He almost laughs, what the hell is a dangling participle he thinks to himself, and why the hell would I ever need to find one in a sentence?
In the midst of James struggling with the damn dangling participle, Jane’s breathing has become labored, taking in deep breaths at agonizingly slow intervals.
James is suddenly struck with an idea, that he takes no time to analyze its outcome, “I need to take Jane to the office, she can’t-“
At the moment, Jane finds that she can’t breath, not because James shouted her name out in class and created a spectacle of her, but because she honest-to-God could not breath.
“-breath.” Mrs. Carson takes one exaggerated look at Jane, as if contemplating whether or not, not being able to breath was a liable excuse to leave class.
She finally nods her head and sighs, “fine, go ahead.”
He stands and looks at Jane, “you need to come with me.”
Jane doesn’t think to hard on where they are going, only finds herself completely lost in James dark blue eyes. She nods.
He tugs at her hand until she stands, allowing her to lean against his tall, broad-shouldered frame. She fits perfectly into his shoulder, as if made to be there.
They stumble down the hallway to the nurse’s office, James all the while keeping a close eye on her. Making sure she is still alive, and double-checking to see that it may be serious enough to consider the hospital.
Finally when an awful, harrowing amount of seconds pass between Jane’s breaths, James searches for his cell phone. Hidden in his pocket, he tells Jane that he going to call 911.
Jane screeches to a halt. Almost tripping James in the process. He looks dumbfounded at her, wanting to know what’s wrong.
“Don’t… call-9…1…1…Pl-ease.” Her eyes sparkle at James, momentarily jarring him from the task at hand.
He shakes his head, “You can’t breath!” he says incredulously.
She looks everywhere but at him, pausing before she goes on, “No… You... can’t…” pausing again to take a breath, “James.”
It’s like the world stops spinning, the mere saying of his name out of her lips would make him do anything she wanted. He only nods, too choked up at her to speak, but grudgingly accepts the idea without asking why.
In the middle of the hallway, James tells her to sit down. She easily accepts, literally plopping down on the floor. “Now,” he instructs,” put your knees up and set your head between your them.” She doesn’t question his instructions, not asking if they will work, but trusting that his advice is right.
Her breathing comes steadier at easier intervals, her sight becomes less blurry and her dizziness fades. She allows her self the liberty of keeping her head between her knees for a while longer, tracing the scuffs of floor in the hallway.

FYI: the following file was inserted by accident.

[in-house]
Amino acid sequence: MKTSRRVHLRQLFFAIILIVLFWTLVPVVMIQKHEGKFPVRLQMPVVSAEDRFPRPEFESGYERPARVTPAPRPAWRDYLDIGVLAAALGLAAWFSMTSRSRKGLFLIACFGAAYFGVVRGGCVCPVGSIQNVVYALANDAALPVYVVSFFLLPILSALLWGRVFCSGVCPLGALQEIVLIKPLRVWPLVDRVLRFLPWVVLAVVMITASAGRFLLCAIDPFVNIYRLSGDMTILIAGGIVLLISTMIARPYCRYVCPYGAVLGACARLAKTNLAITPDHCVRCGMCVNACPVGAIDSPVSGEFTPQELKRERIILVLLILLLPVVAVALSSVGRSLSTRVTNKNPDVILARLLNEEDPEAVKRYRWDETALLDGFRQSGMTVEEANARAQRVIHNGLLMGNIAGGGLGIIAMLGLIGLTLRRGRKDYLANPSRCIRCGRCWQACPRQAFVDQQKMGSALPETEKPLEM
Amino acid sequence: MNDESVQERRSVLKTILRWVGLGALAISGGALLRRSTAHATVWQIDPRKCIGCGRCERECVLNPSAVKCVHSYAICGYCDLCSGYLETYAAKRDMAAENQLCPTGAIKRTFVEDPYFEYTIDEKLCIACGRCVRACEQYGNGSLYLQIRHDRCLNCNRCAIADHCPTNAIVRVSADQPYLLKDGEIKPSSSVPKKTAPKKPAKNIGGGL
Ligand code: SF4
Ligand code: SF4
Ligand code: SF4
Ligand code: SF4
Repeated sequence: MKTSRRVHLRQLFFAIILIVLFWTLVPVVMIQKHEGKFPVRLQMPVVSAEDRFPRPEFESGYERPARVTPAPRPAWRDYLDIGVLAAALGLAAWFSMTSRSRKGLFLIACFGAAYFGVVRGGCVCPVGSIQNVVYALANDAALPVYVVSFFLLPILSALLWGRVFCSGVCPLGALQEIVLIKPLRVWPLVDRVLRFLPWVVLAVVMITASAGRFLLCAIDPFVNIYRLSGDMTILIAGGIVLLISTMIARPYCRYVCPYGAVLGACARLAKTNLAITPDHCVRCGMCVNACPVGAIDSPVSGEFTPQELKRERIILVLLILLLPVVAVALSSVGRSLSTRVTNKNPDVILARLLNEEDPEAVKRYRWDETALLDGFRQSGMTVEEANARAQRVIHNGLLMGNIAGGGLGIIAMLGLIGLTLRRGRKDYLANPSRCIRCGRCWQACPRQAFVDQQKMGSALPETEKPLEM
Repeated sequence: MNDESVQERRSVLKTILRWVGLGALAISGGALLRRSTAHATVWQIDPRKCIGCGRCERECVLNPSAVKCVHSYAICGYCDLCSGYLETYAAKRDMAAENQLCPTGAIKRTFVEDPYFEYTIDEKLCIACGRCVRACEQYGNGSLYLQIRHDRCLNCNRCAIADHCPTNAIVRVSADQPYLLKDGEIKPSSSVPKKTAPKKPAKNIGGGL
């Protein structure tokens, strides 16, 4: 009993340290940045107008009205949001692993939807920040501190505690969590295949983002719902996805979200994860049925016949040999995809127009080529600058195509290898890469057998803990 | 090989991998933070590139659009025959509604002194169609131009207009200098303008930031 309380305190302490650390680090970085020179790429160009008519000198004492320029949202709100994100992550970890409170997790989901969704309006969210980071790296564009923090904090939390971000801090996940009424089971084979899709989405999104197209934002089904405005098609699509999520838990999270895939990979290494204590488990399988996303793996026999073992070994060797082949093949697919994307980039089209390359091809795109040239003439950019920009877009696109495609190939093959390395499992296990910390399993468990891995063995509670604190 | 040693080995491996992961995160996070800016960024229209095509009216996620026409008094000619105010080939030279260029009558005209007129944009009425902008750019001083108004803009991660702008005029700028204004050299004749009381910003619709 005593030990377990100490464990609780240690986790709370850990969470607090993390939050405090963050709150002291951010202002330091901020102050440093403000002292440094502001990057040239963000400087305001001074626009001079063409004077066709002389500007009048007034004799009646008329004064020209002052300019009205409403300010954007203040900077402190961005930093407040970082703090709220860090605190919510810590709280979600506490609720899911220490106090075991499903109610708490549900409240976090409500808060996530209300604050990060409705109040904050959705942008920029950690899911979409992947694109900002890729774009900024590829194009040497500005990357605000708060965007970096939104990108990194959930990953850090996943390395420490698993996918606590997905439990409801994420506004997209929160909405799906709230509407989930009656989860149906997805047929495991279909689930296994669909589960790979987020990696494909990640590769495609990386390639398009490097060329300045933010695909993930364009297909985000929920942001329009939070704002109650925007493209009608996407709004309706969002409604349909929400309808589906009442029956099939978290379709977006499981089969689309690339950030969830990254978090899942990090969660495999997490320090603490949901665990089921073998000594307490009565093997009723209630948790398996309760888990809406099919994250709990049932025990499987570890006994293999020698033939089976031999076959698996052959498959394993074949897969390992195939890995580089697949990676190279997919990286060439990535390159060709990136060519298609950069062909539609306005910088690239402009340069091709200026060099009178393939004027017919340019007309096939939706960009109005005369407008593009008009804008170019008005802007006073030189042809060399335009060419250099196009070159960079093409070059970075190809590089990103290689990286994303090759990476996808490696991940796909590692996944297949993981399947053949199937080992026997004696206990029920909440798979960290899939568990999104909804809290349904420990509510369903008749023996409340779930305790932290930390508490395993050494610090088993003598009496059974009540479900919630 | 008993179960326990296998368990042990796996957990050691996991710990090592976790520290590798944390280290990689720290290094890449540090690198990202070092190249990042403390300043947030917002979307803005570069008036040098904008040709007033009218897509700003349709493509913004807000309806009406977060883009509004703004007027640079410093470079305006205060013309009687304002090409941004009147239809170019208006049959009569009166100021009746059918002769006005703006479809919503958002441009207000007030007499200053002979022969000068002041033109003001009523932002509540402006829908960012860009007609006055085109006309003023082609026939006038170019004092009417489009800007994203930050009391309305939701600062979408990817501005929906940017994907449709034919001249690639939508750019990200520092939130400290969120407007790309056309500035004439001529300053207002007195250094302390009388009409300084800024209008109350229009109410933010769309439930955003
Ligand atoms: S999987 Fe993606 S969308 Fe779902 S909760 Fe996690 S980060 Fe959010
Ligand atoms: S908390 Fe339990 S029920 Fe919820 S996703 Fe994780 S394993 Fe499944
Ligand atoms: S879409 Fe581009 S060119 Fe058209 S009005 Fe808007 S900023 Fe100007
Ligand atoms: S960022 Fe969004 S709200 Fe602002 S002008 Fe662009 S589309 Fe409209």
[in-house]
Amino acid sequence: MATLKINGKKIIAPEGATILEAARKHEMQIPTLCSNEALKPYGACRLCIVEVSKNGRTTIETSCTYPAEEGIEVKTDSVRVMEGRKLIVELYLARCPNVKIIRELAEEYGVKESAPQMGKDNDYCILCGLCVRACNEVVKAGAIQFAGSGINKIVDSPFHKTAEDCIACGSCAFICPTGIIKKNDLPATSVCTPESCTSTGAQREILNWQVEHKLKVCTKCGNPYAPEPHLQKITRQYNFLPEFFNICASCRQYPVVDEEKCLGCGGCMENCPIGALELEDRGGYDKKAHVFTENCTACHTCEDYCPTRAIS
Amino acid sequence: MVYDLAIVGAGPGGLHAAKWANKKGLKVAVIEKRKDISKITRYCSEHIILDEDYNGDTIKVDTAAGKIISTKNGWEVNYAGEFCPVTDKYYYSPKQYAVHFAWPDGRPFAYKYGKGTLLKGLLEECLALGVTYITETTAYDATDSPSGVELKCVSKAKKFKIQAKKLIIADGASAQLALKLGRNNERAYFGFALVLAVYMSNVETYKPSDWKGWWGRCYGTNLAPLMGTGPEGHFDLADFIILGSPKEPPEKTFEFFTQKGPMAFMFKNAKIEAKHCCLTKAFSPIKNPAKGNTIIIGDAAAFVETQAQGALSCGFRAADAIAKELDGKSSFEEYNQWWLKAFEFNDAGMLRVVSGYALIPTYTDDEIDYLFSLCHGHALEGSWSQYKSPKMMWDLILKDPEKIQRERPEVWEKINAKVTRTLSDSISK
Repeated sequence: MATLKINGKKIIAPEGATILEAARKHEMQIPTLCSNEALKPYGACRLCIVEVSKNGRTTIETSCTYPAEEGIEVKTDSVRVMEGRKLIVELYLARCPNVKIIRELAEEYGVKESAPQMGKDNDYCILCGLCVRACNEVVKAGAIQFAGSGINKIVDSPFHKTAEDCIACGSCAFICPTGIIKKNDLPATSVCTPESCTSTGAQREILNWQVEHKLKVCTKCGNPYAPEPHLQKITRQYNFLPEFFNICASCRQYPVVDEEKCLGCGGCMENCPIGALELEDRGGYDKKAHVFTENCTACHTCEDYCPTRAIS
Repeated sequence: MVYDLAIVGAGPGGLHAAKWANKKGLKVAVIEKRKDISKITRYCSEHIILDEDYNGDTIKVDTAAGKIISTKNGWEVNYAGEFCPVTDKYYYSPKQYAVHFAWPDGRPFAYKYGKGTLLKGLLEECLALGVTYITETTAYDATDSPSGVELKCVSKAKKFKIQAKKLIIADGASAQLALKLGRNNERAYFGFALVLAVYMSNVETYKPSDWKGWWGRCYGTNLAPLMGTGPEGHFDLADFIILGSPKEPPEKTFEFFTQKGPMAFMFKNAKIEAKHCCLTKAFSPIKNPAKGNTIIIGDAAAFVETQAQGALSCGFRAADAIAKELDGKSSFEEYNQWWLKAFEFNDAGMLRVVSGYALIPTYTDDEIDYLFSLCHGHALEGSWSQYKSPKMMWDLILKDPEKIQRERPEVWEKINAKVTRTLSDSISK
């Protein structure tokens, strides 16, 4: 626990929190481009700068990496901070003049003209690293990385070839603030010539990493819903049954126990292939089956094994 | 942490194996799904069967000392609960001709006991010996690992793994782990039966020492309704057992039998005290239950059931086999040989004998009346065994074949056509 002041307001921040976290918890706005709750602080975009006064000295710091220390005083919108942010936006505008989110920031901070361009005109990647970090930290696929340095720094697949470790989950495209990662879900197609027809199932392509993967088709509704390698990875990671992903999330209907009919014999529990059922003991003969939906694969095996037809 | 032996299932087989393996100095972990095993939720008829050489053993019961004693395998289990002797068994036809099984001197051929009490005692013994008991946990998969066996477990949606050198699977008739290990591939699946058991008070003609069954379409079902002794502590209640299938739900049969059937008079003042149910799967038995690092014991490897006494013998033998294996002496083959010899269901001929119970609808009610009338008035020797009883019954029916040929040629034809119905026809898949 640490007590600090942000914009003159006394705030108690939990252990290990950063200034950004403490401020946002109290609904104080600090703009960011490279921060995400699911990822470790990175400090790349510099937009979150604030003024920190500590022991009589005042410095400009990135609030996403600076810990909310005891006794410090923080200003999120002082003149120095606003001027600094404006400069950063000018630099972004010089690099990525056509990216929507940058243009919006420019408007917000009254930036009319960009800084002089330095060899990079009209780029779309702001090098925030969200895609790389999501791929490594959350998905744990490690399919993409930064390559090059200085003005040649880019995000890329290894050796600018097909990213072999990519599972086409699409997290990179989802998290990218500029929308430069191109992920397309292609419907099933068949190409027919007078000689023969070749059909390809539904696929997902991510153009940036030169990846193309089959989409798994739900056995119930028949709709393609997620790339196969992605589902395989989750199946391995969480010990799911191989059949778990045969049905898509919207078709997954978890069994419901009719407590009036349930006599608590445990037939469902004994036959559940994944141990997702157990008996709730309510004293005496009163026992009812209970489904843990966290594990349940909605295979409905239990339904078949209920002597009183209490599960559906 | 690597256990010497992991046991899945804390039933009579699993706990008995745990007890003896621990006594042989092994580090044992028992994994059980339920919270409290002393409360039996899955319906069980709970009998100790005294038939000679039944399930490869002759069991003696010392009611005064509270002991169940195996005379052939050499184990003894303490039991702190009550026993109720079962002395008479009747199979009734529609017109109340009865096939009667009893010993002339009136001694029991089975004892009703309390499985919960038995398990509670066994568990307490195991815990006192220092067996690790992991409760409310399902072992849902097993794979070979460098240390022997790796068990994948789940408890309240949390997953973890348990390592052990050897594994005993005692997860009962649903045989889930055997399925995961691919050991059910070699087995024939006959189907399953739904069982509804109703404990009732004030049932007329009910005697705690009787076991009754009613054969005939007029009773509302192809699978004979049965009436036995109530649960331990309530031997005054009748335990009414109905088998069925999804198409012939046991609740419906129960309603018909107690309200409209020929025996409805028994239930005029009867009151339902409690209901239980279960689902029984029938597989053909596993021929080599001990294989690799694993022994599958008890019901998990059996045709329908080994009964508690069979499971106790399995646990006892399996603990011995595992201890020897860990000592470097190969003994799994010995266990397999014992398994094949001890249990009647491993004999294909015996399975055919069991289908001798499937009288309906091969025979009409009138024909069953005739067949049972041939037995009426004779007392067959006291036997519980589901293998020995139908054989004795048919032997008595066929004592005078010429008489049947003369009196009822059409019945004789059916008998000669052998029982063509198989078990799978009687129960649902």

“Jane?” he says tentatively, wanting to hear her say she is all right.
She pokes her blonde head up, her hair in her face, “yes?”
A breath of relief comes out of his mouth, thankful that she’s OK. He sits down beside her and falls back against a locker, “Thank God.”
She attempts a weak smile, not wanting to waste her energy on a boy like him. Then she lets out a tiny, inconsequential couple of words, “Thank you, James.”
And when she says his name, he almost has to keep his eyes from rolling back in his head and his body from slumping against the lockers. When she says his name, its like butter melting or music to his ears. He tries to dismiss the thought, but the simple memory of her saying his name almost makes him want to curl up in a corner and replay it, over and over and over.
Her butter-melting voice stalls him from his daydream. “Yeah?”
She brushes her bangs from her face, tucking them behind her ear,” Can we go back to class now?”
James, who happened to be caught up in thinking that he wanted to touch her hair and that he would give anything in the world right now to tuck it behind her ear, shakes his head, “Sure, but if you get dizzy or anything, just lean on me.”
Did it seem awful that James hoped she would get another dizzy spell, so that she would grab a hold of him?
She nodded her head, finally realizing that she was talking to James Hilling. The boy who ruled the school, and most definitely someone she could never fall for, let alone crush on. Yeah, he has a beautiful face, a not-so-arrogant personality that she thought he had previously, but it was James for God’s sake!
They walk back to class, but James doesn’t pay attention during the rest of it. He’s so busy wondering what it would be like to kiss a girl like Jane.
Jane didn’t pay attention either, only questioning the odd look James had on his face the rest of class. She didn’t want to believe it was a look of regret, but it sure looked like it. His face seemed sad and, she guessed, ashamed.
A girl like Jane could not have been more wrong.